A new ad campaign from Everytown for Gun Safety is testing a way touse the issues to tell a story about GOP radicalism. The ads will run in numerous Senate races. Here’s the one hitting Herschel Walker, the GOP nominee challenging Sen. Raphael G. Warnock (D-Ga.):



The ad — which will air in Atlanta markets and is backed by a $1 million buy — is an effort to connect with voters in a visceral, energizing way by linking abortion and guns around the shared theme of safety and security.

These issues may suddenly be more motivating for Democratic-aligned voters than in the past. Democrats will often privately lament that for years, they could not make voters believe the Supreme Court might strike down Roe, let alone get them to vote to prevent it.

Well, now that’s happened, and Democrats can accurately say that electing a sizable enough Democratic majority in Congress will mean getting abortion rights restored and codified into law.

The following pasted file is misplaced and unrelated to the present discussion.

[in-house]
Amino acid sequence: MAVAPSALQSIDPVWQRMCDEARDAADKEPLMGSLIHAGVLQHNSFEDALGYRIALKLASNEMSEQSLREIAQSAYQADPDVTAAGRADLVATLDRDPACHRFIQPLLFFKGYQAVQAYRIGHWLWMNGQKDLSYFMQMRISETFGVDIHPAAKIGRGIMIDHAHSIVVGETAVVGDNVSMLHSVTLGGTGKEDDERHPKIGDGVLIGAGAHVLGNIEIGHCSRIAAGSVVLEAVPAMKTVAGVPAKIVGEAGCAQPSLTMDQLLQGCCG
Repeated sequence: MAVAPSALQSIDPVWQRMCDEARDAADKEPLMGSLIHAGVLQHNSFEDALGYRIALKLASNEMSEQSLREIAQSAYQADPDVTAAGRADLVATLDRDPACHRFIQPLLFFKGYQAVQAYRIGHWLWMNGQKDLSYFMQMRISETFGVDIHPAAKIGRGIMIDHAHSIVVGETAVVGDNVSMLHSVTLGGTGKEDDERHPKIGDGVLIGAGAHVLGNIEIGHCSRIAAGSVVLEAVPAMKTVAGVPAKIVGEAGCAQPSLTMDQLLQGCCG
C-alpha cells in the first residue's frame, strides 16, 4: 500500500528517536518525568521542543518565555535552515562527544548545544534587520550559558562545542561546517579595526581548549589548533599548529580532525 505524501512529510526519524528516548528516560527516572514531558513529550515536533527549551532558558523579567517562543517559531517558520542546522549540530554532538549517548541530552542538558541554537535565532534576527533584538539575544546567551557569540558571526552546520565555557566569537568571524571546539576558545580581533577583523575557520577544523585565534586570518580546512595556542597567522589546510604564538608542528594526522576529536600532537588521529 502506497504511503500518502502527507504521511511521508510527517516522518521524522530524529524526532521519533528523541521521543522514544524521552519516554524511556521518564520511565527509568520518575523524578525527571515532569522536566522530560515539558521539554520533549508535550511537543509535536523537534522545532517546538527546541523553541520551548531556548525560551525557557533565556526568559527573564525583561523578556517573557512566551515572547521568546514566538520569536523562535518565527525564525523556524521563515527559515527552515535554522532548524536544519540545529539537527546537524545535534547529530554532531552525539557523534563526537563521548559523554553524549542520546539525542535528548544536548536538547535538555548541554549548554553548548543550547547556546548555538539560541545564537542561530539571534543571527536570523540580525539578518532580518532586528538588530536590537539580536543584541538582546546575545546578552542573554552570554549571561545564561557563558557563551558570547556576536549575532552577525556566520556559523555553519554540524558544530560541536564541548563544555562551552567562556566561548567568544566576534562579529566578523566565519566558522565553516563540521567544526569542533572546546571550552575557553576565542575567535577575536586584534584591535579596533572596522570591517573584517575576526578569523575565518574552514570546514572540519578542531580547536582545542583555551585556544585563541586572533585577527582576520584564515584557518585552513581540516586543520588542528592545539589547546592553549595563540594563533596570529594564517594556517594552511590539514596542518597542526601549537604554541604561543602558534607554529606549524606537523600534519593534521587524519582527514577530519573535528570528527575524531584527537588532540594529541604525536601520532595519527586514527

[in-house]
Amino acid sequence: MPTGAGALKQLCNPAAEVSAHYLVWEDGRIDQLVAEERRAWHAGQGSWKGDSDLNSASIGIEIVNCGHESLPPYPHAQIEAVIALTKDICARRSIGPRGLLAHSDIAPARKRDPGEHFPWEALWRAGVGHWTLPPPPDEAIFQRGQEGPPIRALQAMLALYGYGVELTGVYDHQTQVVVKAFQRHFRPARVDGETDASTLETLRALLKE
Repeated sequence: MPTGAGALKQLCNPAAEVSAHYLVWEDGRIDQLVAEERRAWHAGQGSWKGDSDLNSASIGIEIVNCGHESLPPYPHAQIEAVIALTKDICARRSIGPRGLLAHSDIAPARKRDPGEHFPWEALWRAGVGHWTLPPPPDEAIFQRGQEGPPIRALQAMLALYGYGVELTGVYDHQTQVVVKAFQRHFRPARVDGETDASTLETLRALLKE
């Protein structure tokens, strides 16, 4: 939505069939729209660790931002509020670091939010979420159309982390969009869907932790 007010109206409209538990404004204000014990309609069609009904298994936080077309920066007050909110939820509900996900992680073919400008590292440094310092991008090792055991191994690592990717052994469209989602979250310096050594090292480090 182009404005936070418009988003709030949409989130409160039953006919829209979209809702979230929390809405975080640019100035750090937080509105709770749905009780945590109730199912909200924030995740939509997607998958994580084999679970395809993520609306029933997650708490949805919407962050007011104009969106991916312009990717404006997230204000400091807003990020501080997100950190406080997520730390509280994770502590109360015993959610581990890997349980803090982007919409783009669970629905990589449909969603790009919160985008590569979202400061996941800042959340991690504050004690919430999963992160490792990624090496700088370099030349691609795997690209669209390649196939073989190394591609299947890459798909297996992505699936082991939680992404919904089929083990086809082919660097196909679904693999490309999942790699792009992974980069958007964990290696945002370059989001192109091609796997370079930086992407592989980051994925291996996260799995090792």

Meanwhile, the court recently issued a major ruling striking down a New York state gun law, putting restrictions in every blue state into question. And other states are rushing to expand “open carry” and make it easier for people to take guns almost everywhere, with little or no licensing or training required.

Put that together with another year of horrific mass shootings — in Buffalo; in Uvalde, Tex.; in Highland Park, Ill.; and so many others — and gun violence is as salient as ever. And yes, the increase in crime that Republicans blame on liberals plays a role here, too: If you’re worried about the safety of yourself and your family, candidates who want to reduce gun proliferation have a case to make.

That these issues are suddenly more motivating on the Democratic side is clearly evident in what Republicans are doing.